• Fri
  • Aug 1, 2014
  • Updated: 5:20pm

Haunted by fear of the invisible

PUBLISHED : Saturday, 03 March, 2012, 12:00am
UPDATED : Saturday, 03 March, 2012, 12:00am

For Kanako Nishikata and her children, Hong Kong is blessed with 'clean air, trustworthy milk and freedom'. Home for this family is Fukushima.

They were left living in fear after the tsunami crashed through the Japanese prefecture last March, claiming thousands of lives and triggering the country's worst nuclear accident at a power plant 50 kilometres away.

In Hong Kong yesterday, Nishikata had a message for the city: Do not take everyday life for granted - in a nuclear world, everything is fragile and uncertain. She said: 'The only luck the Japanese have had is that we have this painful Fukushima accident to give us an opportunity to reflect upon it and act.

'I don't know if this chance will fall to you, but you can still do something about it.'

For the past eight months, Nishikata's son Kaito, 11, and daughter Hu, nine, have drunk fresh milk only twice - the first time during a sponsored trip to Germany in November and the second in a coffee shop in Hong Kong yesterday.

'Last time, they finished one litre of milk in minutes and this time they are so happy to have two glasses of milk at breakfast,' said Nishikata.

She is in town to officiate at an exhibition to mark the anniversary of the March 11 disaster, organised by Greenpeace at the Fringe Club. She will also attend a chief executive election forum today.

In May, the single mother retreated a further 40 kilometres inland from the reactor to the town of Yonezawa, but she is still terrified of contamination.

The family has avoided virtually all food produced in the stricken northeast of the country. They still drink bottled water and minimise contact with tap water. At home they normally keep windows shut and the children are not allowed to remove their face masks outdoors. Playing outdoors is out of the question most of the time, too.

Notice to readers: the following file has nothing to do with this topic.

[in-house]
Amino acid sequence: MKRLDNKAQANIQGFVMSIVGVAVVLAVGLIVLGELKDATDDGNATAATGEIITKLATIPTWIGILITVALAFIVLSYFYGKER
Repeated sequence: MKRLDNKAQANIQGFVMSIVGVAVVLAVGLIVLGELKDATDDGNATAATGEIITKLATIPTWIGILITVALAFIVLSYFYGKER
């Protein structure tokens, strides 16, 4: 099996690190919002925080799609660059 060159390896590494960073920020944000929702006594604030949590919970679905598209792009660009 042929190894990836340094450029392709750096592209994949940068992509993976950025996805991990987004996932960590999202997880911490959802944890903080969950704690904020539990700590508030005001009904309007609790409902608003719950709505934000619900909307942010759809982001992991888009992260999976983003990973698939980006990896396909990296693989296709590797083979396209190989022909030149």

Nishikata said the danger that threatens their lives is invisible.

'You don't see house ruins in Yonezawa because it was not hit by the tsunami. What we fear is something you can't see,' she said.

That's why they feel safer in Hong Kong, even though nuclear reactors are just 50 kilometres away in Daya Bay. 'We are set free here as the air is cleaner. We can walk under the sun without face masks and we don't have to worry about the food,' said Nishikata.

'I understand [the reactors are close] but what has happened in Fukushima is so bad and terrible that I feel freedom every time I am abroad,' said Nishikata, who is part of a network to protect children from radiation and supports a campaign to shut down all reactors in Japan.

Nishikata, who grew up in Fukushima, regretted she had long neglected the issue of nuclear safety. Even after she watched the horror unfold at the Fukushima nuclear plant, she still had little idea of the possible consequences.

'Without the right knowledge, I still let my children go to the park and they might have been exposed to radiation,' said Nishikata.

Her suspicions about the government's safety role grew when, after the disaster, officials raised the upper allowable dosage of radiation by 20 times for children. She decided to back the clean energy campaign.

The exhibition, Shadowlands, runs until March 14.

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